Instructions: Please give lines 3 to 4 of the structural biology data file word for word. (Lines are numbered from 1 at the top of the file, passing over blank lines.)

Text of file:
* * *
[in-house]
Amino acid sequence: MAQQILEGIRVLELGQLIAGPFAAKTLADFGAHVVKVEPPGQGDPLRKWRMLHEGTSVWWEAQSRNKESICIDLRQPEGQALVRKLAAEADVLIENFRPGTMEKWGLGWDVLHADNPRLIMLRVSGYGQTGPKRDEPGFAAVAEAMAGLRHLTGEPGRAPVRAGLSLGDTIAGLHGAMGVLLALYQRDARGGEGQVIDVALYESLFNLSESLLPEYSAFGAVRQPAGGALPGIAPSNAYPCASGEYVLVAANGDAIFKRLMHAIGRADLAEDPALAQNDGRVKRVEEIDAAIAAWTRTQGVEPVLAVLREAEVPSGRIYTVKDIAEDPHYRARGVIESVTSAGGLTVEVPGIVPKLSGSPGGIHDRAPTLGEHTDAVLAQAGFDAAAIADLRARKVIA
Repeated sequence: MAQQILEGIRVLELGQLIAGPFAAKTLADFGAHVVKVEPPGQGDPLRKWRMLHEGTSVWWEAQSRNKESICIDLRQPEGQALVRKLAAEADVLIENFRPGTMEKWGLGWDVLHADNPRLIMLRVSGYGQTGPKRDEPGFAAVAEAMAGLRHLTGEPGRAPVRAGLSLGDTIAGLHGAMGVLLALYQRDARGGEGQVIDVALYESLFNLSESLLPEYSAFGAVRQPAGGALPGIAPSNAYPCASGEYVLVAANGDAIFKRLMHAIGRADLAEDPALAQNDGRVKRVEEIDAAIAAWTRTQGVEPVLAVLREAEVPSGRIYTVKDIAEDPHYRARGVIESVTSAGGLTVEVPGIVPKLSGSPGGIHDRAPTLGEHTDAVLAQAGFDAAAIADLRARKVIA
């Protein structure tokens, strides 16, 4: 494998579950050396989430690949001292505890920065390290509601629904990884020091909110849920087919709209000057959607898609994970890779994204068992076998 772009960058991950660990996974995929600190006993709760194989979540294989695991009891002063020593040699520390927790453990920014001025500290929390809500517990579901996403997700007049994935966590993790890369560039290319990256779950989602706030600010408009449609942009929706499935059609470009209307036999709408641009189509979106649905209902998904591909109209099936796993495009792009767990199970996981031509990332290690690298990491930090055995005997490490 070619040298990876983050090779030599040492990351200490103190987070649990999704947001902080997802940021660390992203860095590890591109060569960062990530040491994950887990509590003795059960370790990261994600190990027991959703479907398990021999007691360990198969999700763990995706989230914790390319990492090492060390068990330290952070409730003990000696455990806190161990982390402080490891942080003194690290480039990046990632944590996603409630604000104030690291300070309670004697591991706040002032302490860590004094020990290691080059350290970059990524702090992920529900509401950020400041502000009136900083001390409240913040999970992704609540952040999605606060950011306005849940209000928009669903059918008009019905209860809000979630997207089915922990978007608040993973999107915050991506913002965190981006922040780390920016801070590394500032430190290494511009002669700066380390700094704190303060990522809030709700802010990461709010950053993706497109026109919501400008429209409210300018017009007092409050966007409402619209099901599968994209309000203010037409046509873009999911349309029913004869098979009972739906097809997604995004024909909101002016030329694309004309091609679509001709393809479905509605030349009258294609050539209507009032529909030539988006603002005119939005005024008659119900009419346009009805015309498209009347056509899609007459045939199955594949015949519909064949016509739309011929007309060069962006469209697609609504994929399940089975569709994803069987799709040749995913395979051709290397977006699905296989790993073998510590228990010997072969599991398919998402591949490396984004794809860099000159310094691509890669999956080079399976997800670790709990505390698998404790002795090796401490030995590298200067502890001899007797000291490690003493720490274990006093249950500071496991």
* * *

Repeated sequence: MAQQILEGIRVLELGQLIAGPFAAKTLADFGAHVVKVEPPGQGDPLRKWRMLHEGTSVWWEAQSRNKESICIDLRQPEGQALVRKLAAEADVLIENFRPGTMEKWGLGWDVLHADNPRLIMLRVSGYGQTGPKRDEPGFAAVAEAMAGLRHLTGEPGRAPVRAGLSLGDTIAGLHGAMGVLLALYQRDARGGEGQVIDVALYESLFNLSESLLPEYSAFGAVRQPAGGALPGIAPSNAYPCASGEYVLVAANGDAIFKRLMHAIGRADLAEDPALAQNDGRVKRVEEIDAAIAAWTRTQGVEPVLAVLREAEVPSGRIYTVKDIAEDPHYRARGVIESVTSAGGLTVEVPGIVPKLSGSPGGIHDRAPTLGEHTDAVLAQAGFDAAAIADLRARKVIA
């Protein structure tokens, strides 16, 4: 494998579950050396989430690949001292505890920065390290509601629904990884020091909110849920087919709209000057959607898609994970890779994204068992076998 772009960058991950660990996974995929600190006993709760194989979540294989695991009891002063020593040699520390927790453990920014001025500290929390809500517990579901996403997700007049994935966590993790890369560039290319990256779950989602706030600010408009449609942009929706499935059609470009209307036999709408641009189509979106649905209902998904591909109209099936796993495009792009767990199970996981031509990332290690690298990491930090055995005997490490 070619040298990876983050090779030599040492990351200490103190987070649990999704947001902080997802940021660390992203860095590890591109060569960062990530040491994950887990509590003795059960370790990261994600190990027991959703479907398990021999007691360990198969999700763990995706989230914790390319990492090492060390068990330290952070409730003990000696455990806190161990982390402080490891942080003194690290480039990046990632944590996603409630604000104030690291300070309670004697591991706040002032302490860590004094020990290691080059350290970059990524702090992920529900509401950020400041502000009136900083001390409240913040999970992704609540952040999605606060950011306005849940209000928009669903059918008009019905209860809000979630997207089915922990978007608040993973999107915050991506913002965190981006922040780390920016801070590394500032430190290494511009002669700066380390700094704190303060990522809030709700802010990461709010950053993706497109026109919501400008429209409210300018017009007092409050966007409402619209099901599968994209309000203010037409046509873009999911349309029913004869098979009972739906097809997604995004024909909101002016030329694309004309091609679509001709393809479905509605030349009258294609050539209507009032529909030539988006603002005119939005005024008659119900009419346009009805015309498209009347056509899609007459045939199955594949015949519909064949016509739309011929007309060069962006469209697609609504994929399940089975569709994803069987799709040749995913395979051709290397977006699905296989790993073998510590228990010997072969599991398919998402591949490396984004794809860099000159310094691509890669999956080079399976997800670790709990505390698998404790002795090796401490030995590298200067502890001899007797000291490690003493720490274990006093249950500071496991």